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2017-12-06 / South Texas Living

Yes, Virginia, there are Texas Christmas trees!

By Pat Kopecki
Wilson County News


Tradition continues ... Texas First Lady Cecilia Abbott greets the carriages at the South entrance to the Capitol Nov. 27, as Texas Christmas Tree Growers Association President Marianna Wilson and her husband, Jim, deliver live, fresh-cut Christmas trees to decorate the Capitol. 
TEXAS CHRISTMAS TREE GROWERS ASSN. Tradition continues ... Texas First Lady Cecilia Abbott greets the carriages at the South entrance to the Capitol Nov. 27, as Texas Christmas Tree Growers Association President Marianna Wilson and her husband, Jim, deliver live, fresh-cut Christmas trees to decorate the Capitol. TEXAS CHRISTMAS TREE GROWERS ASSN. No shortage in Texas! That’s the message from Texas Christmas Tree Growers Association Executive Director Joe McCullough, as reports of a national Christmas tree shortage make the rounds. There are plenty of fresh, Texas-grown Christmas trees to select from this year to decorate for the holidays. And area residents don’t have far to go to find one.

Seiler’s Christmas Tree Farm, located on Jakes Colony Road at the Wilson and Guadalupe county line, has plenty of trees to choose from.

Russell and Dorothy Seiler began planting trees in 1980, and started to sell to the public in 1983. Today, Russell’s son, Jeffery Seiler, and his wife, Tracie, are the owners, offering families the opportunity to continue the tradition of selecting that “perfect” family Christmas tree.


A 24-foot Virginia pine from the Elves Christmas Tree Farm in Denison, featuring ornaments from every Texas State Senate district, is this year’s Texas Senate Christmas Tree. The Texasgrown trees decorating the Capitol were delivered the Monday after Thanksgiving. 
TEXAS LT. GOV. A 24-foot Virginia pine from the Elves Christmas Tree Farm in Denison, featuring ornaments from every Texas State Senate district, is this year’s Texas Senate Christmas Tree. The Texasgrown trees decorating the Capitol were delivered the Monday after Thanksgiving. TEXAS LT. GOV. Most of their business comes from repeat customers, visiting from as far afield as the Valley region and the Houston area.

McCullough did say there is one shortage — of Texas homes to showcase the trees’ beauty. He said this is because many coastal homes destroyed by Hurricane Harvey have not been rebuilt.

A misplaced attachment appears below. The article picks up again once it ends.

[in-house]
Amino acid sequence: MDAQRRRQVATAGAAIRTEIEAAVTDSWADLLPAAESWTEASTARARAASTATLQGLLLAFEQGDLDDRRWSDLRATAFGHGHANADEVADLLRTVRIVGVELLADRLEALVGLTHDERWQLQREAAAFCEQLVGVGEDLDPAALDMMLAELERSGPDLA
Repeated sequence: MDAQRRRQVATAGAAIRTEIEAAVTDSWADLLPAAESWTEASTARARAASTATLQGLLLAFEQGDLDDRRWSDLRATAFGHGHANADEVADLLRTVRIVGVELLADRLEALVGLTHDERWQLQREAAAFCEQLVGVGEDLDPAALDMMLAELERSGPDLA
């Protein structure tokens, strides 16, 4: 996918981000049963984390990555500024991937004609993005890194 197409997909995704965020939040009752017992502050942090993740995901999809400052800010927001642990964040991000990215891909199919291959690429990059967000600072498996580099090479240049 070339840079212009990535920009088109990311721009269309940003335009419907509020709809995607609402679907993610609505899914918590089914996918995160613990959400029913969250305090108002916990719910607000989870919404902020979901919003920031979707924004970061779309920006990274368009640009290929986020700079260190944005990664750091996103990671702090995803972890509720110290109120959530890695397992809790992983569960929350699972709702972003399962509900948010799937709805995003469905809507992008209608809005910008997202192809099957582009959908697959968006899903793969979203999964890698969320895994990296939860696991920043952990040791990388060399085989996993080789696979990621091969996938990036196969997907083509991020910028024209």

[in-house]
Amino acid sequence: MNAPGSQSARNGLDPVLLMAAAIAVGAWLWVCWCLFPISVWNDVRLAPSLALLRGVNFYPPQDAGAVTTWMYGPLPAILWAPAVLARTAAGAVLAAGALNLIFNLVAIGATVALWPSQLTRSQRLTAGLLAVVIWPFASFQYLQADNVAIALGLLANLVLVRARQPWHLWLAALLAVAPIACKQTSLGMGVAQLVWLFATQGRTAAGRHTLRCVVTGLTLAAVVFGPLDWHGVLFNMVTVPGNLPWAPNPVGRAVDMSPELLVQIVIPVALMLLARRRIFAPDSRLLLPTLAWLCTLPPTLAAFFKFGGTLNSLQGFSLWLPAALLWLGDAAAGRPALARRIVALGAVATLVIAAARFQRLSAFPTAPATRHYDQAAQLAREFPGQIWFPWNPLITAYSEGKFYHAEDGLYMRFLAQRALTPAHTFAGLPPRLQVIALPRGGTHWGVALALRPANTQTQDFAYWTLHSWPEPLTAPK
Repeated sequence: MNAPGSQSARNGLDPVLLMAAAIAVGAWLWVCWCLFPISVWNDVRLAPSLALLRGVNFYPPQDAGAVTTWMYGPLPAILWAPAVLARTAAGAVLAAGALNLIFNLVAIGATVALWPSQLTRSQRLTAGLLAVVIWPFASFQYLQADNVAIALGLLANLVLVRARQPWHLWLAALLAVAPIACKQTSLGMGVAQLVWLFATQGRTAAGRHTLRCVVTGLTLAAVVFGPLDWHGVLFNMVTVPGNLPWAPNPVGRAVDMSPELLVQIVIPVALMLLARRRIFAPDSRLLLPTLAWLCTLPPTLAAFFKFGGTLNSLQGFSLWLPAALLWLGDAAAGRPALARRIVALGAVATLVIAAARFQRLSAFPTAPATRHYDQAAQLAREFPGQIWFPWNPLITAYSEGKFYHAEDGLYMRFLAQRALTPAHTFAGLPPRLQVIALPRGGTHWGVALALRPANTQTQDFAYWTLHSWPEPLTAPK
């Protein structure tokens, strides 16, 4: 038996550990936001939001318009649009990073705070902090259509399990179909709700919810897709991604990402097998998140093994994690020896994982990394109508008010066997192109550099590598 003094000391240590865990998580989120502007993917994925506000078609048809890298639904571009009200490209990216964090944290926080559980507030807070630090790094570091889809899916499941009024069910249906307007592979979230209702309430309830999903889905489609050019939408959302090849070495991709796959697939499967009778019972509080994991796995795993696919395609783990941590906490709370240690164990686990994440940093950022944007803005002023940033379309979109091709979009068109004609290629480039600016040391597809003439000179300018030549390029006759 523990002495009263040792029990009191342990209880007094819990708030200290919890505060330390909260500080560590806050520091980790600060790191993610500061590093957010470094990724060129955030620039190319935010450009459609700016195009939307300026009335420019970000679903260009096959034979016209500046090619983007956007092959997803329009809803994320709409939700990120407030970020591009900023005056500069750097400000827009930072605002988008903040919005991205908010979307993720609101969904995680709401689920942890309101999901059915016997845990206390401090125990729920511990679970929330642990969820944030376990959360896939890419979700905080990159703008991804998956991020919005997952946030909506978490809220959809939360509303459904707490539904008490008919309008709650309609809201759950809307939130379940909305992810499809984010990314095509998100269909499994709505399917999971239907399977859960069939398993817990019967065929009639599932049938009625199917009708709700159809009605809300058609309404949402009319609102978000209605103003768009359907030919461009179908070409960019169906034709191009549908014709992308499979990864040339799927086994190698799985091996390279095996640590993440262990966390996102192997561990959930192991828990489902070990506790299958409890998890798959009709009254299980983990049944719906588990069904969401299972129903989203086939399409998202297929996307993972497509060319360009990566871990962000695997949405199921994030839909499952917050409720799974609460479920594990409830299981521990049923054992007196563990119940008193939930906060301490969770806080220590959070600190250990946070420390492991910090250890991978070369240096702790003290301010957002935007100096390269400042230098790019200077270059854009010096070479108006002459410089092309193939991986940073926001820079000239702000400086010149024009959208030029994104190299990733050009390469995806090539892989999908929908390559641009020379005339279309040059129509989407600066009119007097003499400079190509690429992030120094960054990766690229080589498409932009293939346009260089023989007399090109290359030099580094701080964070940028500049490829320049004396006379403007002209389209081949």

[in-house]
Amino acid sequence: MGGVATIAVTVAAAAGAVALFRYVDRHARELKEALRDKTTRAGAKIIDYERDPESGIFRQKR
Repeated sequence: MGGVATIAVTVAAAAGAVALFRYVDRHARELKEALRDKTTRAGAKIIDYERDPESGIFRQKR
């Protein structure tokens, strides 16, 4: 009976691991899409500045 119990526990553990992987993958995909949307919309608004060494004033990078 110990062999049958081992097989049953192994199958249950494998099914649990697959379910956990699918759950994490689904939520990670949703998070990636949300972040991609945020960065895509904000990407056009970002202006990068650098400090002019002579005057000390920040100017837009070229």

He reported that in late August, the Category 4 storm left Beaumont Christmas tree farms standing in 10 feet of water. East Texas farmers received no damage to trees, though some outbuildings and barns were damaged.

The national Christmas tree shortage, McCullough said, is due to economics and not Mother Nature. Years ago, farmers — located in North Carolina, Wisconsin, and the northeastern United States — which supply many big-box stores (retail), did not plant trees. This has left some areas with an insufficient supply of fresh-cut trees.

McCullough said in Texas it takes approximately

3 to 5 years for a seedling to mature into a 6-foot-tall tree, and seven years for a 10-foot tree. Some full-time farmers plant 10,000 seedlings annually, and rotate yearly to have trees available every year.

The Texas Christmas Tree Growers recommend that for every tree cut, one to three seedlings are planted to replace it.

Nationwide, McCullough said more than 25 million trees have been sold already this season.

Christmas tree farming has been around for more than 50 years in Texas, with approximately 84 farms in the state supplying Virginia pine, Leyland cypress, loblolly pine, Blue Ice cypress, and more.

For other local Christmas tree growers in the area, visit texaschristmastrees.com.

Did you know?

The Texas Christmas Tree Growers Association delivers live, fresh-cut Christmas trees to the State Capitol, a tradition since 1998.

Trees are sent to grace both the Senate and House, and the governor’s office and mansion.

How to keep Christmas trees fresh

You found that perfect tree; now it’s time to keep it fresh. Trees need water, just like a fresh bouquet of flowers. Tips include:

•“Cut 1-2 inches off the bottom of trunk before mounting in stand.

•Immediately place tree in a water-holding stand.

•Add fresh water daily as needed.

•If storing the tree outside before decorating, keep it in water and protect the tree from the wind and sun.

•Keep tree away from fireplaces and other heat sources.

•Turn off all tree decorations before retiring at night and any time you leave your home.”

Source: Texas Department of Agriculture and Texas Christmas Tree Growers Association.

Seiler’s Christmas Tree Farm

Customers select and cut their own trees at Seiler’s Christmas Tree Farm. The Seilers will help if assistance is needed, and bag (by netting) for transport.

For more information, call 830-401-4590, 830- 379-3468, or seilerschristmastrees.com. Hours of operation are 9 a.m. to 6 p.m. weekends, and weekdays from 4-6 p.m.

pkopecki@wcn-online.com

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